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Besco v. Henslee

Illinois Appellate Court

August 19, 1998


The opinion of the court was delivered by: Presiding Justice Homer


Appeal from the Circuit Court for the 10th Judicial Circuit

No. 94--L--467

Honorable John A. Barra, Judge Presiding

PRESIDING JUSTICE HOMER delivered the opinion of the court modified upon denial of rehearing:

Plaintiffs brought suit against their former attorneys for legal malpractice in the handling of plaintiffs' underlying personal injury case. As a sanction for violating a discovery order, the trial court barred plaintiffs from naming any opinion witnesses. Thereafter, the trial court granted summary judgment in favor of the attorneys finding that plaintiffs could not prevail on their claim, as a matter of law, absent opinion testimony on the applicable standard of care. We reverse.

FACTS Tommie and Debra Lynn Besco filed a complaint for legal malpractice against the law firm of Henslee, Monek and Henslee, attorney Frank VanBree, and the estate of attorney Francis Monek (collectively referred to as "Chicago Counsel"), and attorney William Davis (Davis) based upon their representation of plaintiffs in the underlying personal injury case.

The underlying lawsuit arose from an automobile accident that occurred in Iowa on January 3, 1990. Tommie, an employee of Chicago and Northwestern Transportation Company, was injured when the company van in which he was riding collided with a vehicle driven by Ronald Cousins. In June 1990, plaintiffs retained Chicago Counsel to represent them in a lawsuit to recover for Tommie's injuries. Although the claim against Cousins was based upon common law negligence, jurisdiction was in the Federal District Court for the Southern District of Iowa since a separate claim against Tommie's employer was based upon the Federal Employers' Liability Act (45 U.S.C.A. §51 et seq. (West 1986)).

The rules of the Federal District Court for the Southern District of Iowa require that attorneys who are not admitted to practice before that court but who wish to file suit in the district must associate with an attorney who has been admitted to the court's bar. Since Chicago Counsel were not so admitted, they hired Davis as local counsel but did not inform plaintiffs. Chicago Counsel first contacted Davis in late November 1991 and asked him to provide them pleading forms so they could ensure the complaint would comply with local rules. At this time, both Chicago Counsel and Davis acknowledged that the claim against Cousins was subject to a two-year statute of limitations; however, it appears that they never discussed the date upon which it would expire in this particular case.

Davis forwarded the requested forms in mid December; and on December 23, 1991, Chicago Counsel sent Davis the complaint and asked him to review, sign and file it. Davis ultimately filed the complaint on January 30, 1992, which was 27 days past the expiration of the statute of limitations for the action against Cousins. The complaint against Cousins was subsequently dismissed based upon the running of the limitations period. Plaintiffs settled their claim against Tommie's employer for $175,000.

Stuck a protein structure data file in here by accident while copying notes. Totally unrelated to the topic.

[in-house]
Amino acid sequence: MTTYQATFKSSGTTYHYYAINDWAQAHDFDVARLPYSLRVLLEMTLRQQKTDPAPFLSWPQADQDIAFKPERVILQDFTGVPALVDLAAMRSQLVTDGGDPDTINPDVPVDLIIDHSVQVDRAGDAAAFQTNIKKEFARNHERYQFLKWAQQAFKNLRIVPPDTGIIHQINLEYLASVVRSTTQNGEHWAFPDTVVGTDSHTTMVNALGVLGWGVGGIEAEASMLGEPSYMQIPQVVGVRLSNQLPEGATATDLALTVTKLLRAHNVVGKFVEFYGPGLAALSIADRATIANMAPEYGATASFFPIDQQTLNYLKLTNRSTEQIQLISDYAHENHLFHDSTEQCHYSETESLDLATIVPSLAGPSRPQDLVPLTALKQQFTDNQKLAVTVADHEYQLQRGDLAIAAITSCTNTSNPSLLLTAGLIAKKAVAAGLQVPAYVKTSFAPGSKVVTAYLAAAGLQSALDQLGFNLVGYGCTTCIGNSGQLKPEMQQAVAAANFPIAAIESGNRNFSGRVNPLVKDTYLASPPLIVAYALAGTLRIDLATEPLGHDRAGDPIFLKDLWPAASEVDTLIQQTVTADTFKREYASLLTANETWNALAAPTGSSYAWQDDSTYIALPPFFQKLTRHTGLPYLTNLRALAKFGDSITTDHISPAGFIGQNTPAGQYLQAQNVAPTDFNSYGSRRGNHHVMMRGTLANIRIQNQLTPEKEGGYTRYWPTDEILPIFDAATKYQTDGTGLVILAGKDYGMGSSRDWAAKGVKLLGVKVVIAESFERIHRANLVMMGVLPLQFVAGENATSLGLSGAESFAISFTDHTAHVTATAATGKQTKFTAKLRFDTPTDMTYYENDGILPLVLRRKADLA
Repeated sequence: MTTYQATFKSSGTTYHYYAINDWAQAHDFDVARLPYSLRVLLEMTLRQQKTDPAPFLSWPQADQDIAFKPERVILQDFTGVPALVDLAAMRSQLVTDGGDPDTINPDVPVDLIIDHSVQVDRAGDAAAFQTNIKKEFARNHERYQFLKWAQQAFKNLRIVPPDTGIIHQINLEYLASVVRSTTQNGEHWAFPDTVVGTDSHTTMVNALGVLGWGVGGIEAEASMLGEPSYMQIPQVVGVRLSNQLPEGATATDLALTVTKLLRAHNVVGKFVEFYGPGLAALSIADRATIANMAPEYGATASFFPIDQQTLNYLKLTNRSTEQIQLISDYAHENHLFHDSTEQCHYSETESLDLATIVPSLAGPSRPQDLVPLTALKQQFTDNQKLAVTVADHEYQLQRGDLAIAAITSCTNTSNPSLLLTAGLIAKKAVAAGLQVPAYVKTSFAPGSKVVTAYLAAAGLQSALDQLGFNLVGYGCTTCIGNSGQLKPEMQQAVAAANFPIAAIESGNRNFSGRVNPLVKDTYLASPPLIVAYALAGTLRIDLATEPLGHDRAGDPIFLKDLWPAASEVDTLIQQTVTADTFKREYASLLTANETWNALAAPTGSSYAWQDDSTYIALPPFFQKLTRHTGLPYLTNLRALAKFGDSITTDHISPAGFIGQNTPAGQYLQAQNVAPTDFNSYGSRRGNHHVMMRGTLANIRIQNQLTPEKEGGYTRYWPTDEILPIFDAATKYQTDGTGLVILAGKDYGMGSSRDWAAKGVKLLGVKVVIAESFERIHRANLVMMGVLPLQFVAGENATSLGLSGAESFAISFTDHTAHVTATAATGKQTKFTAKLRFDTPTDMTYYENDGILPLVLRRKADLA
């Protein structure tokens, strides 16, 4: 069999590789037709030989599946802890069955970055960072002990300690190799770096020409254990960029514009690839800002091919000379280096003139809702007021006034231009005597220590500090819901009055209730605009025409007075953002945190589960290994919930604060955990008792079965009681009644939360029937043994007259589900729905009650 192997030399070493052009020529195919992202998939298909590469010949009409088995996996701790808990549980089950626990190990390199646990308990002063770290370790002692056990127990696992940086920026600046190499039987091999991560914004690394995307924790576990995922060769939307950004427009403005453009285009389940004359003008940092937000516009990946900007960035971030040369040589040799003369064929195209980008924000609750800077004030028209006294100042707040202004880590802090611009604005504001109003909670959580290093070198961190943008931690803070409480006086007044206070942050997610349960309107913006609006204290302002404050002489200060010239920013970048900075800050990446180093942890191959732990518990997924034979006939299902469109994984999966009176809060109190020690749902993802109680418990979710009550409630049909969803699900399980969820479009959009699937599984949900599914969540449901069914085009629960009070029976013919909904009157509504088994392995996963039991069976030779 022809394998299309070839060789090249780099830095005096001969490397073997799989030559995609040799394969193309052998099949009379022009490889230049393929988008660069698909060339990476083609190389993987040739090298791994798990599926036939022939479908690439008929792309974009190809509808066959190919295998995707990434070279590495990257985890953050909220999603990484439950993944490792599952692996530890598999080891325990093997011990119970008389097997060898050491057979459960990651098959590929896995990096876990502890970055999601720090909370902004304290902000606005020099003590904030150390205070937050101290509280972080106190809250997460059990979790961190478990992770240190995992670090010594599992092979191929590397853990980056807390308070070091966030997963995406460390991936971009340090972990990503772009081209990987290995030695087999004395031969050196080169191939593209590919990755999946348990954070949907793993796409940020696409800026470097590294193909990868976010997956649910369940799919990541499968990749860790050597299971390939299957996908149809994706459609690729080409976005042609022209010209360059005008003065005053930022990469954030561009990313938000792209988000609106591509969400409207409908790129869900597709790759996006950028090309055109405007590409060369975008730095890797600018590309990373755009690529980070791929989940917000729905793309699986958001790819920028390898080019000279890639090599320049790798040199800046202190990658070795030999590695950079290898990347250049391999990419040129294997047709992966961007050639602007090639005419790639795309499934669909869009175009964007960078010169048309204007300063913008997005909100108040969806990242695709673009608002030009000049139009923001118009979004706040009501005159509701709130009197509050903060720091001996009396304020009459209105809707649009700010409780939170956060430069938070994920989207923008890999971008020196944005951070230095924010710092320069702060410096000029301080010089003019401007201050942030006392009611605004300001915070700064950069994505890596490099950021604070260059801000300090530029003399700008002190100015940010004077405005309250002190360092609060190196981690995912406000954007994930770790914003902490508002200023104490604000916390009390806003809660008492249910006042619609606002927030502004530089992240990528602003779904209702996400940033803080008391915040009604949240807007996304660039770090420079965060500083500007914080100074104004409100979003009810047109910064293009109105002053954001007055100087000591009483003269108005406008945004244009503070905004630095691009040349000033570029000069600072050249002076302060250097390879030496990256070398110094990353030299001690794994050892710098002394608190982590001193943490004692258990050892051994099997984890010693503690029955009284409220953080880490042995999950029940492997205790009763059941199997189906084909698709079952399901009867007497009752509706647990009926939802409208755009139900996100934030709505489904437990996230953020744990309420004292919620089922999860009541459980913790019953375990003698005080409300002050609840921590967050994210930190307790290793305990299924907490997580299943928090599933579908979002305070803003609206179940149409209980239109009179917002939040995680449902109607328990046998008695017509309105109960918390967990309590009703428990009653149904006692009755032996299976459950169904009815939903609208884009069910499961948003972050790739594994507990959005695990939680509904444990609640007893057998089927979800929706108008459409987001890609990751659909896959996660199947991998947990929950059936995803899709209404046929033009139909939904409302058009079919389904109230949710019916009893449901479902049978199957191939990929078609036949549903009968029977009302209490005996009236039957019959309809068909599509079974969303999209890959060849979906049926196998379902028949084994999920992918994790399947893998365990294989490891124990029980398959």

In April 1993, plaintiffs instigated the instant malpractice suit against Chicago Counsel and Davis based upon their failure to file the suit against Cousins in a timely manner. *fn1 At the case management conference on June 28, 1996, the following discovery cut-off dates were set by court order: (1) all written discovery by July 15, 1996; (2) depositions of all parties and nonopinion witnesses by September 30; (3) plaintiffs' opinion witnesses identified by September 15, and deposed by October 15; and (4) all other parties' opinion witnesses identified by November 15, and deposed by December 15.

Chicago Counsel identified attorney James Shipman as their expert witness on November 15, 1996. The disclosure statement revealed that Shipman was prepared to testify that (1) Chicago Counsel acted reasonably and were not negligent in their representation of plaintiffs, but that Davis was negligent for failing to timely file the complaint, and (2) he believed it would be highly unlikely, given the history of jury verdicts in the Iowa federal courts, the nature of Tommie's injuries, and his vocational abilities, that plaintiffs would have recovered a jury verdict exceeding the settlement collected from Tommie's employer.

Plaintiffs, however, failed to disclose opinion witnesses by the September 15 deadline and failed to appear at a scheduled case management conference in December. On December 19, 1996, Chicago Counsel filed a motion to bar plaintiffs from naming opinion witnesses and a motion for summary judgment.

On January 6, 1997, new counsel appeared on behalf of plaintiffs and filed a response to the motion to bar experts and a disclosure statement naming Roger Denton, the attorney who initially represented them in this case, as their expert witness. In their response to the motion to bar experts, plaintiffs explained that Chicago Counsel's repeated refusal to make defendant VanBree available for deposition since their first request in July 1995 prejudiced their ability to file an adequate and timely expert witness disclosure. Plaintiffs also filed a motion for summary judgment based upon Chicago Counsel's lack of cooperation in making VanBree available for deposition.